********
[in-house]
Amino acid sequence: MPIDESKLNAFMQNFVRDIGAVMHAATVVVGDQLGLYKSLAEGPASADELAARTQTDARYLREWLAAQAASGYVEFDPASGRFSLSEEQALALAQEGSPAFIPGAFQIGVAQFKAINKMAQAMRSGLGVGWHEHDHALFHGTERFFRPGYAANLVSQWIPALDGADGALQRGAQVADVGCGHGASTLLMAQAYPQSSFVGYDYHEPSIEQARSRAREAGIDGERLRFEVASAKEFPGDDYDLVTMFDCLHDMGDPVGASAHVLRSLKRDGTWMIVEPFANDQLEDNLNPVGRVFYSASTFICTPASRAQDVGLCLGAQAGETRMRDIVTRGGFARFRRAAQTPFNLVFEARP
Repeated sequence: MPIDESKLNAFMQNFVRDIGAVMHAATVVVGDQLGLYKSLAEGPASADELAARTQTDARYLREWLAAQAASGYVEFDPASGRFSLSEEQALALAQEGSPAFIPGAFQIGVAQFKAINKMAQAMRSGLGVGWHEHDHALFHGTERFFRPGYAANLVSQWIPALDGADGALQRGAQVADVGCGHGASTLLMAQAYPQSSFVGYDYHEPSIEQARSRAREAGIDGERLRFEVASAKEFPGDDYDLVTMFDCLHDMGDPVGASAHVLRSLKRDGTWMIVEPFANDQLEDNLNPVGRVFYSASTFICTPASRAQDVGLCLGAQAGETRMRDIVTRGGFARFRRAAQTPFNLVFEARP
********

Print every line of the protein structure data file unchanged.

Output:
[in-house]
Amino acid sequence: MPIDESKLNAFMQNFVRDIGAVMHAATVVVGDQLGLYKSLAEGPASADELAARTQTDARYLREWLAAQAASGYVEFDPASGRFSLSEEQALALAQEGSPAFIPGAFQIGVAQFKAINKMAQAMRSGLGVGWHEHDHALFHGTERFFRPGYAANLVSQWIPALDGADGALQRGAQVADVGCGHGASTLLMAQAYPQSSFVGYDYHEPSIEQARSRAREAGIDGERLRFEVASAKEFPGDDYDLVTMFDCLHDMGDPVGASAHVLRSLKRDGTWMIVEPFANDQLEDNLNPVGRVFYSASTFICTPASRAQDVGLCLGAQAGETRMRDIVTRGGFARFRRAAQTPFNLVFEARP
Repeated sequence: MPIDESKLNAFMQNFVRDIGAVMHAATVVVGDQLGLYKSLAEGPASADELAARTQTDARYLREWLAAQAASGYVEFDPASGRFSLSEEQALALAQEGSPAFIPGAFQIGVAQFKAINKMAQAMRSGLGVGWHEHDHALFHGTERFFRPGYAANLVSQWIPALDGADGALQRGAQVADVGCGHGASTLLMAQAYPQSSFVGYDYHEPSIEQARSRAREAGIDGERLRFEVASAKEFPGDDYDLVTMFDCLHDMGDPVGASAHVLRSLKRDGTWMIVEPFANDQLEDNLNPVGRVFYSASTFICTPASRAQDVGLCLGAQAGETRMRDIVTRGGFARFRRAAQTPFNLVFEARP